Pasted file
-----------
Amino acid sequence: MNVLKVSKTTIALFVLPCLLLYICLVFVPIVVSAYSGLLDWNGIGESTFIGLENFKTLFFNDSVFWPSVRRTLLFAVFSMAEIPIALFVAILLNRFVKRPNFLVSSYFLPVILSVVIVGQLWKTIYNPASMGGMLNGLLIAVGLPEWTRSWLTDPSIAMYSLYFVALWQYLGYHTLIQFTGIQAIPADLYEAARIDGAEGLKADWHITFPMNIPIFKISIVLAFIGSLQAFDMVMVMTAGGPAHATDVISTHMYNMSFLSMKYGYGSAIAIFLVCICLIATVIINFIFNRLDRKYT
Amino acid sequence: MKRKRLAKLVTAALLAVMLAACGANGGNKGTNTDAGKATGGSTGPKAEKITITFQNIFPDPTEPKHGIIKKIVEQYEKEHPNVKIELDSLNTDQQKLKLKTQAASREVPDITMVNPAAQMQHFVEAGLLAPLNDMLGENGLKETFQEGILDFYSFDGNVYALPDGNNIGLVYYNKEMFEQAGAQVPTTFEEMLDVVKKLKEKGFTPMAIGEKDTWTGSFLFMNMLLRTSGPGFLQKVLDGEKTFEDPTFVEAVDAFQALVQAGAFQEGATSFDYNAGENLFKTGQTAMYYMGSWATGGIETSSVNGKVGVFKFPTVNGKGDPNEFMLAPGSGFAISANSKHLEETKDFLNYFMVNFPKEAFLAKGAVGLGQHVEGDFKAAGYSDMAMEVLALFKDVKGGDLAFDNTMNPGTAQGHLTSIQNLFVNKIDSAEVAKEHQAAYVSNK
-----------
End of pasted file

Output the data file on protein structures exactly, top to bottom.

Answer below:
Amino acid sequence: MNVLKVSKTTIALFVLPCLLLYICLVFVPIVVSAYSGLLDWNGIGESTFIGLENFKTLFFNDSVFWPSVRRTLLFAVFSMAEIPIALFVAILLNRFVKRPNFLVSSYFLPVILSVVIVGQLWKTIYNPASMGGMLNGLLIAVGLPEWTRSWLTDPSIAMYSLYFVALWQYLGYHTLIQFTGIQAIPADLYEAARIDGAEGLKADWHITFPMNIPIFKISIVLAFIGSLQAFDMVMVMTAGGPAHATDVISTHMYNMSFLSMKYGYGSAIAIFLVCICLIATVIINFIFNRLDRKYT
Amino acid sequence: MKRKRLAKLVTAALLAVMLAACGANGGNKGTNTDAGKATGGSTGPKAEKITITFQNIFPDPTEPKHGIIKKIVEQYEKEHPNVKIELDSLNTDQQKLKLKTQAASREVPDITMVNPAAQMQHFVEAGLLAPLNDMLGENGLKETFQEGILDFYSFDGNVYALPDGNNIGLVYYNKEMFEQAGAQVPTTFEEMLDVVKKLKEKGFTPMAIGEKDTWTGSFLFMNMLLRTSGPGFLQKVLDGEKTFEDPTFVEAVDAFQALVQAGAFQEGATSFDYNAGENLFKTGQTAMYYMGSWATGGIETSSVNGKVGVFKFPTVNGKGDPNEFMLAPGSGFAISANSKHLEETKDFLNYFMVNFPKEAFLAKGAVGLGQHVEGDFKAAGYSDMAMEVLALFKDVKGGDLAFDNTMNPGTAQGHLTSIQNLFVNKIDSAEVAKEHQAAYVSNK